The Effect of Fire Severity on Soil Microbial Recolonization in a Recently Burned Ponderosa Pine Forest
Soil microbes work in communities in order to preform necessary functions for soil health. Essentially, the microbes in the soil can be killed off by heat of fires and after a fire the structure of the community of microbes changes. For example, certain types of bacteria may return and recolonize the soil faster after fires than others. We want see how the community composition changes over time from immediately after the fire to a year after the fire.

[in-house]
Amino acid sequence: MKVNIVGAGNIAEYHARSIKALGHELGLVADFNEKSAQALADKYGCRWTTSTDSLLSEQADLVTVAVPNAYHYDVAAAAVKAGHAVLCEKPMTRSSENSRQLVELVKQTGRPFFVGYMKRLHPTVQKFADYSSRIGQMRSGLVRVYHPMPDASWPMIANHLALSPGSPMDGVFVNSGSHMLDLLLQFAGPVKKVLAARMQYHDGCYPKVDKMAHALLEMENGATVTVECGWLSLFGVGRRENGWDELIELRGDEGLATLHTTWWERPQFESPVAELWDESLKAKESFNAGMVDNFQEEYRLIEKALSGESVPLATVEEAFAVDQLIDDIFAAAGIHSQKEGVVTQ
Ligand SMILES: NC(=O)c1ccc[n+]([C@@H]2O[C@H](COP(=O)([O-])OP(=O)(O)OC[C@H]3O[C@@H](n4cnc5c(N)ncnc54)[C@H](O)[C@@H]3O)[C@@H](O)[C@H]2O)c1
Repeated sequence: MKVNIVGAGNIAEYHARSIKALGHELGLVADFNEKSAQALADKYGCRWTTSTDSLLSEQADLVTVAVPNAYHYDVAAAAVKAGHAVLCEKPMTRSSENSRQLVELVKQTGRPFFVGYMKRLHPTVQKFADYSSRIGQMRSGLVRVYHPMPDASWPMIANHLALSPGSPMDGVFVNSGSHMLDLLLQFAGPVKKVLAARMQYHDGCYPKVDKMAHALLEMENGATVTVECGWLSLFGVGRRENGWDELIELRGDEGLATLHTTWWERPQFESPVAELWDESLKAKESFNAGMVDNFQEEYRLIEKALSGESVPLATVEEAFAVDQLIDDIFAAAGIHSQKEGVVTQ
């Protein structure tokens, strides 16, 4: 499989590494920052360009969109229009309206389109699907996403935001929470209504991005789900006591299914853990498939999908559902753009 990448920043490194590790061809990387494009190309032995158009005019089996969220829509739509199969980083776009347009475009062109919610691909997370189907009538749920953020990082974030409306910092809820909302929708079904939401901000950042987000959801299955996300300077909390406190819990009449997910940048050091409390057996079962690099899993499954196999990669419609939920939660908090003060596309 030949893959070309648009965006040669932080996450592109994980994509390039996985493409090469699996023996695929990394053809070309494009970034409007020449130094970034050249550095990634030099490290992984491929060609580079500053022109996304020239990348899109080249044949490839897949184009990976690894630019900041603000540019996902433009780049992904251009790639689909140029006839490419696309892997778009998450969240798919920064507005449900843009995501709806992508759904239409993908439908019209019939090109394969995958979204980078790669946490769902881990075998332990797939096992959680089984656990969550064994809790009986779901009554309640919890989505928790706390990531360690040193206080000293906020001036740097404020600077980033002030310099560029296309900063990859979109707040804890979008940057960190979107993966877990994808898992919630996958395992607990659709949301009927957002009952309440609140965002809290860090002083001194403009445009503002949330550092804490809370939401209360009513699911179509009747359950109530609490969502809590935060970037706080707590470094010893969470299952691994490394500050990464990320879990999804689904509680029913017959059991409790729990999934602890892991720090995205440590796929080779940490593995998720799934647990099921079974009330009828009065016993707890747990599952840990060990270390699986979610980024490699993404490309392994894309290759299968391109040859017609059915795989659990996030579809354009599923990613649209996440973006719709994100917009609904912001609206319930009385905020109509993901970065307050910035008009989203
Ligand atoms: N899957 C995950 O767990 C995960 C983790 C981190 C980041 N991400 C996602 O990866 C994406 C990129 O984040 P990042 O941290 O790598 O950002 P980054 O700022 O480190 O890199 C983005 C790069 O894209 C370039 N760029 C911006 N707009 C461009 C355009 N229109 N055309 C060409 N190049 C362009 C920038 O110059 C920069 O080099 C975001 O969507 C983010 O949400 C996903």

The high temperatures and length of time that the area is burning establishes fire severity classes. Our study looks at sites in both high and low severity as well as a unburned control group for comparison. We are particularly interested in monitoring the bacteria in soils that preform an important role in converting nitrogen to a usable form that plants need to grow.